The administration is continuing to pursue an agenda of military engagement in the middle east, while the Republicans are talking about balancing the budget by cutting back on spending at home, ranging from education to infrastructure to medical care and social security. Neither of these are the right agenda. The right agenda is to quit trying to pay off Pakistan and get out, to leave Iraq, to leave our bases in the rest of the middle east, and to pull out of Afghanistan. The whole enterprise is a waste of American treasure. And where will our departure leade? It will undercut the whole message of the Muslim extremists and open the door for the young people of the region to do what they have been longing to do from the beginning: embrace western values. Only when we quit fighting will we win.

In our own country, we need to reconceive how the government gives the economy support. The bank bailouts started by Bush and continued by Obama were never the right answer. What should have been done was to extend FDIC guarantees to the securitized mortgages. This would have meant that they would have regained value and the credit default swaps would never have come due. Lehman Brothers and AIG would never have needed a bailout. Absorbing the inevitable defaults among those mortgages would have been far less expensive than doing what was done, which was essentially to buy them all from the banks.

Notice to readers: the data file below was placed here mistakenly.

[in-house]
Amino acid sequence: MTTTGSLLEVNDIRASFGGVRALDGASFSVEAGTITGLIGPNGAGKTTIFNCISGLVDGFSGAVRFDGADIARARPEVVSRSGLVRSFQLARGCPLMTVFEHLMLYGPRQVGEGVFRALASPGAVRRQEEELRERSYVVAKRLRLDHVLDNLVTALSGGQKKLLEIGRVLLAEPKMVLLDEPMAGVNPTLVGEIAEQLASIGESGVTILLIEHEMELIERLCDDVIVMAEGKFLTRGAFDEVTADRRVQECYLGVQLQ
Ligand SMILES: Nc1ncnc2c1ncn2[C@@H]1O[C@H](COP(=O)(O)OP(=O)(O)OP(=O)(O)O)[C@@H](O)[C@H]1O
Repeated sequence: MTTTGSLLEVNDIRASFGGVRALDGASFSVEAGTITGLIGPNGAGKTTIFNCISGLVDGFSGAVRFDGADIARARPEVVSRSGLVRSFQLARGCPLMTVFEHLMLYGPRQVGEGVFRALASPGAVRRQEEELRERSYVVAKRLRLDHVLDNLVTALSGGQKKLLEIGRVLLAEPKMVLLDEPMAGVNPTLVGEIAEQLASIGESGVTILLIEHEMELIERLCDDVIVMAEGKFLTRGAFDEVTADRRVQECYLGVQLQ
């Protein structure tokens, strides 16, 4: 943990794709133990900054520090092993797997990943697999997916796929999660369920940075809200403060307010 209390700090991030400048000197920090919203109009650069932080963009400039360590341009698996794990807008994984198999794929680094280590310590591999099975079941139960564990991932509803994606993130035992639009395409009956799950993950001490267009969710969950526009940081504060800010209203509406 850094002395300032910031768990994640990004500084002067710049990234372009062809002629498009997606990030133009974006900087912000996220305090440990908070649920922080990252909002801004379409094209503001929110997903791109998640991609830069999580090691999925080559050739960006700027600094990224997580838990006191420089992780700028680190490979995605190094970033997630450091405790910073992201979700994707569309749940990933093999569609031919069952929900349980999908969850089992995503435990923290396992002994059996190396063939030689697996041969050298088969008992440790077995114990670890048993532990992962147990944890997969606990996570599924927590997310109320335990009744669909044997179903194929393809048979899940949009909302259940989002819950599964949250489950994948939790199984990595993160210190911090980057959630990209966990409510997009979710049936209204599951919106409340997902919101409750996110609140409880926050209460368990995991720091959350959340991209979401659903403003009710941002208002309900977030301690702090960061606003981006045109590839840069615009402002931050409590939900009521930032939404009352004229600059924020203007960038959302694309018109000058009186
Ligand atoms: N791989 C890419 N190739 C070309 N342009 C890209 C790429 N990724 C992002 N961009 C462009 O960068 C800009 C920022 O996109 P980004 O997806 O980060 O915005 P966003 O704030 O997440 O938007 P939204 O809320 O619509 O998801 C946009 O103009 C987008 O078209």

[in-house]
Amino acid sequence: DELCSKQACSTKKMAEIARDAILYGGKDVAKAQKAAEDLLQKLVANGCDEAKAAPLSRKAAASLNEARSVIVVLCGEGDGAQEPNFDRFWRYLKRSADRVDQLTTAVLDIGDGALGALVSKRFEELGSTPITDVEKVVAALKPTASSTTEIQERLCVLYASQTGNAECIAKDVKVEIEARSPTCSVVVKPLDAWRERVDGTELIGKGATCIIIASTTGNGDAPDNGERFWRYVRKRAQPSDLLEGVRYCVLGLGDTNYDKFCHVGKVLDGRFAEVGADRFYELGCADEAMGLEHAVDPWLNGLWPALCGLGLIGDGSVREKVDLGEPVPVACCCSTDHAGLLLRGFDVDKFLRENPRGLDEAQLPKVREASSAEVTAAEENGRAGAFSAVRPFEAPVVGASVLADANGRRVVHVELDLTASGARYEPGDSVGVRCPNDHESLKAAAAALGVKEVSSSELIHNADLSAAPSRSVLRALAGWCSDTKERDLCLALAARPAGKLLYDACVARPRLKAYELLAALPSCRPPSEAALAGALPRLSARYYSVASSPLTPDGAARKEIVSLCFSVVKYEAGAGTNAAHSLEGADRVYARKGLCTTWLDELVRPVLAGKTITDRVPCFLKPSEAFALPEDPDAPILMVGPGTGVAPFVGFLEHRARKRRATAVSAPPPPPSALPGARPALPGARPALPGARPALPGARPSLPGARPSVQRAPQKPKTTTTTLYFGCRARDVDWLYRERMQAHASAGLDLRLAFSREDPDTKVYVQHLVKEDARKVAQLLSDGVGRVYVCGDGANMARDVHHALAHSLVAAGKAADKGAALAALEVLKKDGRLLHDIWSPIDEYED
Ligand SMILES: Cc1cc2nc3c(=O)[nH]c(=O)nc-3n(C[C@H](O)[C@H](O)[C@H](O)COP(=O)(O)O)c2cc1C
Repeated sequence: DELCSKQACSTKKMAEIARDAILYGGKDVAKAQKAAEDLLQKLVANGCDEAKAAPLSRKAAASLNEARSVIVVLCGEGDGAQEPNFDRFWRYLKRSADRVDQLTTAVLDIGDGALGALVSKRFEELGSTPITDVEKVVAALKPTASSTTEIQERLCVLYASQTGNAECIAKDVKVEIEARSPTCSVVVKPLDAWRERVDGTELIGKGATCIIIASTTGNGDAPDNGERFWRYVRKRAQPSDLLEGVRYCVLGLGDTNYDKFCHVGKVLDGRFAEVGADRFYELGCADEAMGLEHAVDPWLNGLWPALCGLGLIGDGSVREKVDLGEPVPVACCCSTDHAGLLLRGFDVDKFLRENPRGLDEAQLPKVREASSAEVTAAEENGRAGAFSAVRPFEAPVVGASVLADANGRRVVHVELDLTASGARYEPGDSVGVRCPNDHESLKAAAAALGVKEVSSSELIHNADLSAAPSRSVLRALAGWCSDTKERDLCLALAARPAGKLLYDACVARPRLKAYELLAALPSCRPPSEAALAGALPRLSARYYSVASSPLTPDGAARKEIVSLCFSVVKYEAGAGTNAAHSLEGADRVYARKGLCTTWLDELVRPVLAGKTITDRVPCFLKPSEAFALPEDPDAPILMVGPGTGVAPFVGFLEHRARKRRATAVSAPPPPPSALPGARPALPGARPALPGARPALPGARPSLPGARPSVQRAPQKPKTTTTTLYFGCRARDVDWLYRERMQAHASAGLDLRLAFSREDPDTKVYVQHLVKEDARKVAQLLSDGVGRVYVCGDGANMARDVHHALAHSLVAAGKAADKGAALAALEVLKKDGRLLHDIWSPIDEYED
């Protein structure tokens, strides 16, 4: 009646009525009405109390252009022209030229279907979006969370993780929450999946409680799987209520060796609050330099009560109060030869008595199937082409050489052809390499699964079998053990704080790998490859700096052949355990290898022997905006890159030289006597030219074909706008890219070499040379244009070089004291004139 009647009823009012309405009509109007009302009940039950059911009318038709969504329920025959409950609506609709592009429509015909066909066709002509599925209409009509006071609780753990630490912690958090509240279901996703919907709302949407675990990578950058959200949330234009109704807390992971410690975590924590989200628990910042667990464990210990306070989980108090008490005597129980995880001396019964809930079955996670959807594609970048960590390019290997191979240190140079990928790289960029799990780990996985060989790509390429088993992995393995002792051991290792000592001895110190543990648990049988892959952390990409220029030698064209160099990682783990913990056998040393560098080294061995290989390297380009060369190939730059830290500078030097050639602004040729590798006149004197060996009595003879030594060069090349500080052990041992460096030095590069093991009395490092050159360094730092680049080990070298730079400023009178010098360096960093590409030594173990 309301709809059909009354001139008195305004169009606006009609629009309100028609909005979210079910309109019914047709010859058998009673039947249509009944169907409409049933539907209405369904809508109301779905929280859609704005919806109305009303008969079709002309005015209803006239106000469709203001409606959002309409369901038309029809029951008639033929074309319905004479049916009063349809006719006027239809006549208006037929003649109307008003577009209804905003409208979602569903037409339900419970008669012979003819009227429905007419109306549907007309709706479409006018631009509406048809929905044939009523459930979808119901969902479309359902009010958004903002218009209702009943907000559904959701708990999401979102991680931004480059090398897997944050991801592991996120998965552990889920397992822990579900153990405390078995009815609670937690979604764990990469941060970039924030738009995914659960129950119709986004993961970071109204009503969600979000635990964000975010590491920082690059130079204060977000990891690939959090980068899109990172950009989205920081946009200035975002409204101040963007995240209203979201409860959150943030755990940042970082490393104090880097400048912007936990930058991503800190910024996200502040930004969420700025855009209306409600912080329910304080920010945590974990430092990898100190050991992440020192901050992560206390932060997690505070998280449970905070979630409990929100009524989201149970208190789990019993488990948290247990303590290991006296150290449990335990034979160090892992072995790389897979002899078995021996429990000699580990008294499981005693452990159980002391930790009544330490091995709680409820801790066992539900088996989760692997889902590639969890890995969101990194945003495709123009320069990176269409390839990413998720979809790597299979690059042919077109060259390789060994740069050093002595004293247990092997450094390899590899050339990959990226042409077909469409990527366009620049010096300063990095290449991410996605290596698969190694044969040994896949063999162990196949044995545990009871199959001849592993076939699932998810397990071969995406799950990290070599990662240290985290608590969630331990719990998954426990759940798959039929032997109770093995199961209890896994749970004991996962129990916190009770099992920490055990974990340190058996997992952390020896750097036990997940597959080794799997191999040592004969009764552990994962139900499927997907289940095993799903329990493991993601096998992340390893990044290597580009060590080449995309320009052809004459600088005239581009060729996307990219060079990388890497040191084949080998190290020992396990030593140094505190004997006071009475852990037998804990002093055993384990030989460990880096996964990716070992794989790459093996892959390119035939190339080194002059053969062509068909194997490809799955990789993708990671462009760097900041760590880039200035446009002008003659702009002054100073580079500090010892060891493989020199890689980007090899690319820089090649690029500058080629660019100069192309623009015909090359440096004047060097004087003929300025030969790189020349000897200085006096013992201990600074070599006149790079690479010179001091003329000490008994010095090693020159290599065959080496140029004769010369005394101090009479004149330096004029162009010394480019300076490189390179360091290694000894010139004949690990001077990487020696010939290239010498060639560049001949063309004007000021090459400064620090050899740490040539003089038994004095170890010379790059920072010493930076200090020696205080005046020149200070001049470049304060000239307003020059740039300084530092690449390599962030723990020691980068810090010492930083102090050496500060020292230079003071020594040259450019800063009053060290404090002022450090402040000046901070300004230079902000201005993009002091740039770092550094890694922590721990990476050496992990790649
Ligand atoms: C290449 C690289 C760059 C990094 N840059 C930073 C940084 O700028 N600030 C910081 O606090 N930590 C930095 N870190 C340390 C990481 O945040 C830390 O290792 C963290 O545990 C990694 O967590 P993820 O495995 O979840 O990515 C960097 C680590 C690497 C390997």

We need to ALWAYS find ways to do what is needed without throwing money at it, and there is almost always a way to do this. An example of what was done right is the motor bailout. This is because the government tied intelligent demands for industry reform to the loans it extended. As a result, GM and Chrysler finally started making cars that are competitive with import offerings, and are enjoying a resurgence of buyers as a result. And they are rapidly paying off their loans, and the government, in the end, will make a profit on the deal. Not to mention that the collapse of the two companies would have led to over a million job losses.

Only by following the middle way of creative thinking and intelligent compromise are we going to remain a great country. We should not listen to either the left or the right. They do not have the answers, not a left that offers only more regulation and more complication, and a right whose prescription for change will destroy our infrastructure here at home and turn this into a third world country.

2 Comments

  1. Just a little counterpoint to
    Just a little counterpoint to your remarks, “This is because the government tied intelligent demands for industry reform to the loans it extended. As a result, GM and Chrysler finally started making cars that are competitive with import offerings, and are enjoying a resurgence of buyers as a result.”